“For people who don’t understand about racing, any race car is cool. Doesn’t matter if it’s a go kart, a sprint car, a  Cup car, it doesn’t matter. … The situation, we’re in, we’re all equal. It doesn’t matter how much money you have. We’re all in the same boat now. We can’t do what we love. It just clicked. I said it’s time to send that message. Hopefully this will be the end for ‘you guys and us’ for the fans. For drivers, I don’t think we ever thought of it that way.”

The GMR IndyCar Grand Prix is scheduled to be run July 4 on the IMS road course ahead of the Xfinity race, which will mean that the NTT Series’ Firestone rubber will be on the asphalt before the Goodyears of NASCAR hit the track.

Recalling a NASCAR test many years ago at Nazareth Speedway when he turned laps a second faster because there’d been an IndyCar race the previous day, Harvick asked Kanaan whether the varying tire compounds might present a challenge.

“I don’t there is a solution for that,” Kanaan said. “It’s part of the job, and we need to realize that you guys run different tires. We run softer tires. It’s no different than (IndyCar) racing with the trucks at Texas. It’s probably harder on an oval than a road course.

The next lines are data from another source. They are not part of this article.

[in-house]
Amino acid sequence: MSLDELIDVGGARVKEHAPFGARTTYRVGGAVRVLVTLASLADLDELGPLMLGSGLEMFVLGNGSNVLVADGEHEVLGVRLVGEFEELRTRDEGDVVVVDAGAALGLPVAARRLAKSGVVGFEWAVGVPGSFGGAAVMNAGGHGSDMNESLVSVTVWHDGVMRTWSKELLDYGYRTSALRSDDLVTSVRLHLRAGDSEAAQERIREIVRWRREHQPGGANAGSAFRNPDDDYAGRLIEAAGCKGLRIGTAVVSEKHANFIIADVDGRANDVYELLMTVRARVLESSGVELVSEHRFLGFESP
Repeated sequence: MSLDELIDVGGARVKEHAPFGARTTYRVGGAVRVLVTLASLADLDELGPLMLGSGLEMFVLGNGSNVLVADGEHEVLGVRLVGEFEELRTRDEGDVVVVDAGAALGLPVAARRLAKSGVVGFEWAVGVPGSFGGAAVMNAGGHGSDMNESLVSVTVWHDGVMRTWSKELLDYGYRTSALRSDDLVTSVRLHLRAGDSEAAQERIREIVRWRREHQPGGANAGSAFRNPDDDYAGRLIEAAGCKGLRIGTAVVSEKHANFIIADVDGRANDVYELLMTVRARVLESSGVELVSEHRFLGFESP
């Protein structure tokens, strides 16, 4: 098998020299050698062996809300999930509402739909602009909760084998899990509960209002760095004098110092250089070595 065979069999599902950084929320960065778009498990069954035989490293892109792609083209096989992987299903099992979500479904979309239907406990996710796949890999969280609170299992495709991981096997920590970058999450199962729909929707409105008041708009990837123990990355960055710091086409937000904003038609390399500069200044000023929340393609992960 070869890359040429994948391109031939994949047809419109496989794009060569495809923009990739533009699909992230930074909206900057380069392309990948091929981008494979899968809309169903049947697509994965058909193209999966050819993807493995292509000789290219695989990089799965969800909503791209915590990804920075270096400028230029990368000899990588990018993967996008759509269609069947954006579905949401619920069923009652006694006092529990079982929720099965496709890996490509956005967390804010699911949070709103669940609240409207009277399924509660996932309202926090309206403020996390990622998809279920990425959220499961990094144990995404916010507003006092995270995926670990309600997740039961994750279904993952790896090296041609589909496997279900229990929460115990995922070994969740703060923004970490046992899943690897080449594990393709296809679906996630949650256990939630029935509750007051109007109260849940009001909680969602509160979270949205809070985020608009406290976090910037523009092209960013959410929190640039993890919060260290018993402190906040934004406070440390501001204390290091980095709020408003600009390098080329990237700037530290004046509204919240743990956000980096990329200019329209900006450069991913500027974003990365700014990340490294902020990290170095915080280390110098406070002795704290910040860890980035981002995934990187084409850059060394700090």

“But I like it. It’s part of the challenge and makes the race weekend more interesting, the people who can manage that as well.”

Even though he is sidelined, Kanaan still will stay busy this weekend, racing in Saturday’s 2:30 p.m. IndyCar iRacing Challenge event at virtual Barber Motorsports Park on NBCSN. He will be tuning in Sunday at 1 p.m. on Fox and FS1 as NASCAR hits Bristol Motor Speedway.

“Last Sunday I had my alarm set for 12:40 p.m., because at 1 o’clock (NASCAR was) on,” Kanaan said with a laugh. “I told (wife) Lauren, ‘Let’s turn the TV on and watch the NASCAR race!’ I was excited, and it wasn’t even real. She’s like, ‘Man, look at you … I said, ‘That’s what we got.’ It’s been a weird year.”

Harvick also will be racing Sunday, having recently joined Kanaan in installing a new racing simulator at home.

“Let’s do this Kevin: Come do an IndyCar race on iRacing,” Kanaan said. “I’ll do NASCAR. Now that you have a sim. What do you think?”

“Well, I’ll have to go to my 7-year-old to figure out how to drive it fast,” Harvick said.

“He’s been practicing. I’m really good at crashing.”